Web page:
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My family claim to only speak English?

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Tawny Report 14 Jan 2022 15:20

On the 1921 census my 2x great grandmother Elizabeth is a widow living in the valleys of south Wales with one of her brothers and all of her children. The family claim they can only speak English however my great grandmother Olive was fluent in Welsh as well as English. Olive spent very little of her adult life in Wales so I suspect she must have learned it in childhood.

Can anyone think of a reason the family would deny speaking Welsh?


ArgyllGran Report 14 Jan 2022 16:24

Historically, speaking Welsh was considered an inferior thing to do, and also not permissible in official circumstances, until people were given the right to speak Welsh in the 1960s, so many wouldn't admit it.

"In the 1960s a tide of legal cases, protests and civil disobedience brought pressure on the British Government to introduce an act giving greater language rights to Welsh speakers including protests by Cymdeithas yr Iath Gymraeg (The Welsh Language Society) demanding the use of Welsh in post office services, local court hearings and local Government business. Welsh speakers were issued with fines for completing legal forms in Welsh and for refusing to communicate with British Government officials in English. Many of the protesters refused to pay the fines and were imprisoned."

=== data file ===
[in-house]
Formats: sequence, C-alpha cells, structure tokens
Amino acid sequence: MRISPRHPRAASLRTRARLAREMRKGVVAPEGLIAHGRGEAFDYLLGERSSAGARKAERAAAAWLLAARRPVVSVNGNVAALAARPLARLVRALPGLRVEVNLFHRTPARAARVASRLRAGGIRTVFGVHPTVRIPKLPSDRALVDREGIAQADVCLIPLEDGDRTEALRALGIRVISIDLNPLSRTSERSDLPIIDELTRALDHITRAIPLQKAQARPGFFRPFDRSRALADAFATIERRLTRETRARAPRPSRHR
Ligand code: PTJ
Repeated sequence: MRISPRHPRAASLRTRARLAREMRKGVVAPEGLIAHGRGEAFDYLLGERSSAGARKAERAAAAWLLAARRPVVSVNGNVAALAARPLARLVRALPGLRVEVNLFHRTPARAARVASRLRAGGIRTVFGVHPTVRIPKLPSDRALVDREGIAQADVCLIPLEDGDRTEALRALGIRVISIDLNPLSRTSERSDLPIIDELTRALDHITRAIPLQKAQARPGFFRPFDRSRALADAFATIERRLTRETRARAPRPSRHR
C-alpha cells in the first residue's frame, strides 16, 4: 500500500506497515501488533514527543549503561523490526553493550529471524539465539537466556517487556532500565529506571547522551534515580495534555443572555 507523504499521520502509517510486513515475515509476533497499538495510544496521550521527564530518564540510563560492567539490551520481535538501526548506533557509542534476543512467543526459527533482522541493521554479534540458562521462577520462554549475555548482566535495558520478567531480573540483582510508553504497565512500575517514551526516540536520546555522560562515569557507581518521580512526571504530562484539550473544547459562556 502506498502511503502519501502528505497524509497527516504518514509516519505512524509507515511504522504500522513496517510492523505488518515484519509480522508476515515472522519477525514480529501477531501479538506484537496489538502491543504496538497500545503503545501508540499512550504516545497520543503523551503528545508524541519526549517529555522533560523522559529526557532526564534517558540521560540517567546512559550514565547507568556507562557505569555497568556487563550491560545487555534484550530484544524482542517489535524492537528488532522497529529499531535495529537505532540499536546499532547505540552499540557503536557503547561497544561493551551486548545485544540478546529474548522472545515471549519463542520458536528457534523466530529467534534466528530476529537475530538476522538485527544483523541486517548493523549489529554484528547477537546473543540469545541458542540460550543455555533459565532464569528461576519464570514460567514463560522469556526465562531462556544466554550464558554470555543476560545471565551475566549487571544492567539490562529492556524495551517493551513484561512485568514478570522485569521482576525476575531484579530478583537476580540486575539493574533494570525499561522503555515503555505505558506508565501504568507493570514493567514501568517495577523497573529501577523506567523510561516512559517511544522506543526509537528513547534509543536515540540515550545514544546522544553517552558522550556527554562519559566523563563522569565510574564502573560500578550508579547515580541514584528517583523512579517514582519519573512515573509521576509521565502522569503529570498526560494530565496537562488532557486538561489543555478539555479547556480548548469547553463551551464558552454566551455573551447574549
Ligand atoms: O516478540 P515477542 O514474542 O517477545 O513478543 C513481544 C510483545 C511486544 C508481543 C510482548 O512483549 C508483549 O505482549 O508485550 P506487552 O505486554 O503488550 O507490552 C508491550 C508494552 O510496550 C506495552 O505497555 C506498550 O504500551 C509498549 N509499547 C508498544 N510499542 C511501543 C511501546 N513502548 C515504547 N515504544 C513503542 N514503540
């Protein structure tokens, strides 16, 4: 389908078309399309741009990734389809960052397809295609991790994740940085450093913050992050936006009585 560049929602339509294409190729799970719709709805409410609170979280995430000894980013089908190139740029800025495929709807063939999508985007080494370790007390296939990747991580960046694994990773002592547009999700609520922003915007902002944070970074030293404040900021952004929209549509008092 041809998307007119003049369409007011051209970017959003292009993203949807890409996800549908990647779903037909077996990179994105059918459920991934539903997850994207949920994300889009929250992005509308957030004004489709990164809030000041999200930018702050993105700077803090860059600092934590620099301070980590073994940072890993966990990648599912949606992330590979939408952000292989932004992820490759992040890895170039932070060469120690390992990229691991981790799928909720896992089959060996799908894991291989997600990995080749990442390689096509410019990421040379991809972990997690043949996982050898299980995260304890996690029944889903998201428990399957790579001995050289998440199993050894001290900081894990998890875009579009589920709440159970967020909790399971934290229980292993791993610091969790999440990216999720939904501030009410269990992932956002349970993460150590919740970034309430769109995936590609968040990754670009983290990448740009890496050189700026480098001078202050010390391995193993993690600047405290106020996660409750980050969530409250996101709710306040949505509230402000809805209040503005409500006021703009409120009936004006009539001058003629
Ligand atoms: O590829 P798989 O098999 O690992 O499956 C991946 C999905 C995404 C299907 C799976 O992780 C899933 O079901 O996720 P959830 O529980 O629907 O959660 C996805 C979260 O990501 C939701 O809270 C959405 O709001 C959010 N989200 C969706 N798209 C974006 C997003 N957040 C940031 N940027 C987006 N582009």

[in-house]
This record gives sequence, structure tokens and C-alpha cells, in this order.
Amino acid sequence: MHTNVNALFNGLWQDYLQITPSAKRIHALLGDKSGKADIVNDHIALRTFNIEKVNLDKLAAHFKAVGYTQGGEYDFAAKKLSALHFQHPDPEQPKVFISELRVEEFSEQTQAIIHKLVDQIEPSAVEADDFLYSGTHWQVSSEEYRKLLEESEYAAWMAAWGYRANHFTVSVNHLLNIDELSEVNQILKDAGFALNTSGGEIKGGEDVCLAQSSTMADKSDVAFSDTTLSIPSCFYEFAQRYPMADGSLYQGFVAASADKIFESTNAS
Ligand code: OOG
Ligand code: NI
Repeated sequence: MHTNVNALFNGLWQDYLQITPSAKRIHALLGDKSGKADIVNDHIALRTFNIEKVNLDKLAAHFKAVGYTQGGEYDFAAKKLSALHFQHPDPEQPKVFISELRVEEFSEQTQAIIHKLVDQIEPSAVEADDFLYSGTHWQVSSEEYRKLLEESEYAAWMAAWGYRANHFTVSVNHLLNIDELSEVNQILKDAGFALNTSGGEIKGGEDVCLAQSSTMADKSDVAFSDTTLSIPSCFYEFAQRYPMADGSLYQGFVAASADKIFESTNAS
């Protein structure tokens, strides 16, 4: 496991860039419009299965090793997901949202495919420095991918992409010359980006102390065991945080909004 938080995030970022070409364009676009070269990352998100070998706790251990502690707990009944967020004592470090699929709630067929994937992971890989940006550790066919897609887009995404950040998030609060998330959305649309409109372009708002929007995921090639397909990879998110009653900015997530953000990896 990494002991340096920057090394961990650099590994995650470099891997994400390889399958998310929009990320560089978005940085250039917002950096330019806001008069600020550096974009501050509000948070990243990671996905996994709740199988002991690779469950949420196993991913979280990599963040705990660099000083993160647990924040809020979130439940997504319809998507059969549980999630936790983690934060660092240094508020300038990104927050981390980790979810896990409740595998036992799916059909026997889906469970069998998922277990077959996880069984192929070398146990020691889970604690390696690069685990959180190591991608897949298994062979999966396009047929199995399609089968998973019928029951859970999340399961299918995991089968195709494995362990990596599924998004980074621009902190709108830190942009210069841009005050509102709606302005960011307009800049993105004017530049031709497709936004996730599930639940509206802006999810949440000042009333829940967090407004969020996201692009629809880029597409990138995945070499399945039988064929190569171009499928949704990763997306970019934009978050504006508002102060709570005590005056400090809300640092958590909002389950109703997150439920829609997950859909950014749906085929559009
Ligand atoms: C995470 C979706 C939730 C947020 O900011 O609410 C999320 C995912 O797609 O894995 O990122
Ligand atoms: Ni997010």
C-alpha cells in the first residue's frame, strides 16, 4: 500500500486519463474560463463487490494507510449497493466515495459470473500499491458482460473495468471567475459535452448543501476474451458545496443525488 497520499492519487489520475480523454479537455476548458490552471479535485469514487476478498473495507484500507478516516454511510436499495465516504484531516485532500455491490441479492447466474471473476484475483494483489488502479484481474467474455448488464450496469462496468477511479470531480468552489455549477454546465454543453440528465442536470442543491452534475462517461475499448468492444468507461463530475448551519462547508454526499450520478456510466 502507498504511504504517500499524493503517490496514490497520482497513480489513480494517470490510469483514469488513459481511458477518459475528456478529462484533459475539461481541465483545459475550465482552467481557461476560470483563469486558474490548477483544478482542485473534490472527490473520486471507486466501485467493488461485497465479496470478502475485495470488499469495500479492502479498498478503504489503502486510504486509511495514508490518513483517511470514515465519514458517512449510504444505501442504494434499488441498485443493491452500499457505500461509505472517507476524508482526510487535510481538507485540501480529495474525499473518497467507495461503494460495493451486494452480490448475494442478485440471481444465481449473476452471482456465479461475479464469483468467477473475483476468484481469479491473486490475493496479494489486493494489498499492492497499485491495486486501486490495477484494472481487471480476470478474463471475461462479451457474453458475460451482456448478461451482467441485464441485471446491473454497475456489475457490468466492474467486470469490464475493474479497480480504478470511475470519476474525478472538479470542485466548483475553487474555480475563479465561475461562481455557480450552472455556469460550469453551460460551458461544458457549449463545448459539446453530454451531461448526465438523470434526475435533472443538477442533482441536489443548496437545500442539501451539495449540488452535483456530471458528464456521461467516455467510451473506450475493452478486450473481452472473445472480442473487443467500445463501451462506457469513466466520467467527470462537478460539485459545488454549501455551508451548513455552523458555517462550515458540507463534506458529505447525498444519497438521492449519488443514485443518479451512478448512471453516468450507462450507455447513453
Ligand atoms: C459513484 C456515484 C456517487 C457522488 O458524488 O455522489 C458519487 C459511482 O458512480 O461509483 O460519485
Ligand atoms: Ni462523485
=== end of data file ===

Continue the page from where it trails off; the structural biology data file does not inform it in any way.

Re 1921 census returns:

"As was the case in 1911, no definite rules for the guidance—either of the persons responsible for making the returns or of the local officers whose duty it was to collect and revise the schedules— were laid down as regards the degree of acquaintance with either language which would justify a person to claim or disclaim ability to speak it. It would have been difficult, if not impossible, to define within the limits of a question on the census schedule; a standard of proficiency capable of definite and general interpretation, and there will no doubt have been some lack of uniformity in this respect in the returns of different individuals. The replies may have varied, for example, according to the attitude taken with regard to the object of the enquiry, e.g., as to whether it was intended to elucidate the extent of the habitual use of either or both languages, or whether it was designed from a literary or an educational standpoint."


Tawny Report 14 Jan 2022 16:41

Thank you for finding and explaining it. Olive went into service cleaning houses in England and by age 20 she had met and married an English man and was expecting her first child. Sadly her family almost entirely disowned her for that.

Gwyn in Kent

Gwyn in Kent Report 16 Jan 2022 16:34

That's interesting ArgyllGran regarding the 1911 census.
I've often wondered about one couple on my tree, where the wife claims to be Welsh speaking, whereas her husband only speaks English.